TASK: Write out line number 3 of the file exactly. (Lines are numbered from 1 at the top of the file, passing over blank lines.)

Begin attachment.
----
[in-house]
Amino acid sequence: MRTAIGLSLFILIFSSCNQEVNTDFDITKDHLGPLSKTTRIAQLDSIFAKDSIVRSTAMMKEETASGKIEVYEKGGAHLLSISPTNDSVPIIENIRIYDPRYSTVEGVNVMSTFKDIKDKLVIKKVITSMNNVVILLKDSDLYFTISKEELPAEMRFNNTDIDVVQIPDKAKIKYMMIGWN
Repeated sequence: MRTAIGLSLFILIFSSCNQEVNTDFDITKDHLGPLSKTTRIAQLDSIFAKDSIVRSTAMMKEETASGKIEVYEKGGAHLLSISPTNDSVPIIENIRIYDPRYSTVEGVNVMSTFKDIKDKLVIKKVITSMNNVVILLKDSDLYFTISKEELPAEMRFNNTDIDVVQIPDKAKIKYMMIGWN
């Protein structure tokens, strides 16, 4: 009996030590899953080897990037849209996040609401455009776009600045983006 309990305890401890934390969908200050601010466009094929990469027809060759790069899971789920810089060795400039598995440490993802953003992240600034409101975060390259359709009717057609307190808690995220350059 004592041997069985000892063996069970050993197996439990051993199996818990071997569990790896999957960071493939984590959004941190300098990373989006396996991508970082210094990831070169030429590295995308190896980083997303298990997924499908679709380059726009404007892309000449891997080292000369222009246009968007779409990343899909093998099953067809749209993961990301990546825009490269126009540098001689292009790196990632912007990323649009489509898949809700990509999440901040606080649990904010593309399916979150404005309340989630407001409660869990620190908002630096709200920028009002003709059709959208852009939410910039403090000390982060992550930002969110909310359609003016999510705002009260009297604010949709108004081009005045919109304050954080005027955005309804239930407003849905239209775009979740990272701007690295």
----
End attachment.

Repeated sequence: MRTAIGLSLFILIFSSCNQEVNTDFDITKDHLGPLSKTTRIAQLDSIFAKDSIVRSTAMMKEETASGKIEVYEKGGAHLLSISPTNDSVPIIENIRIYDPRYSTVEGVNVMSTFKDIKDKLVIKKVITSMNNVVILLKDSDLYFTISKEELPAEMRFNNTDIDVVQIPDKAKIKYMMIGWN